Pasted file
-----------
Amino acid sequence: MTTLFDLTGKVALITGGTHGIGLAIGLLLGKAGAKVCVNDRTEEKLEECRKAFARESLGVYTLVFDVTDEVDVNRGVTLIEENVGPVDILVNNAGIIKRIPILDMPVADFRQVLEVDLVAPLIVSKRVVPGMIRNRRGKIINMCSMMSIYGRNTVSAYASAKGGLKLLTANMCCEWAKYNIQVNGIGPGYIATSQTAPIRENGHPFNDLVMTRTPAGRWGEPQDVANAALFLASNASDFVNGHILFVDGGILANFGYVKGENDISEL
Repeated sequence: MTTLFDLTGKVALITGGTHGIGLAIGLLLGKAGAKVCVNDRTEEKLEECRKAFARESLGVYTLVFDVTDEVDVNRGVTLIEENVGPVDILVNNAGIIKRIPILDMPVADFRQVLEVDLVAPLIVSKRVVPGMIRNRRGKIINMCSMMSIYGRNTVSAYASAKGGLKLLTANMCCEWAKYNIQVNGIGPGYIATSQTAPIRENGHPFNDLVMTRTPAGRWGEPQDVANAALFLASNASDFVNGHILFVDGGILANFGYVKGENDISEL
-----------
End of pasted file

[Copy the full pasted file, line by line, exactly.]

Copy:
Amino acid sequence: MTTLFDLTGKVALITGGTHGIGLAIGLLLGKAGAKVCVNDRTEEKLEECRKAFARESLGVYTLVFDVTDEVDVNRGVTLIEENVGPVDILVNNAGIIKRIPILDMPVADFRQVLEVDLVAPLIVSKRVVPGMIRNRRGKIINMCSMMSIYGRNTVSAYASAKGGLKLLTANMCCEWAKYNIQVNGIGPGYIATSQTAPIRENGHPFNDLVMTRTPAGRWGEPQDVANAALFLASNASDFVNGHILFVDGGILANFGYVKGENDISEL
Repeated sequence: MTTLFDLTGKVALITGGTHGIGLAIGLLLGKAGAKVCVNDRTEEKLEECRKAFARESLGVYTLVFDVTDEVDVNRGVTLIEENVGPVDILVNNAGIIKRIPILDMPVADFRQVLEVDLVAPLIVSKRVVPGMIRNRRGKIINMCSMMSIYGRNTVSAYASAKGGLKLLTANMCCEWAKYNIQVNGIGPGYIATSQTAPIRENGHPFNDLVMTRTPAGRWGEPQDVANAALFLASNASDFVNGHILFVDGGILANFGYVKGENDISEL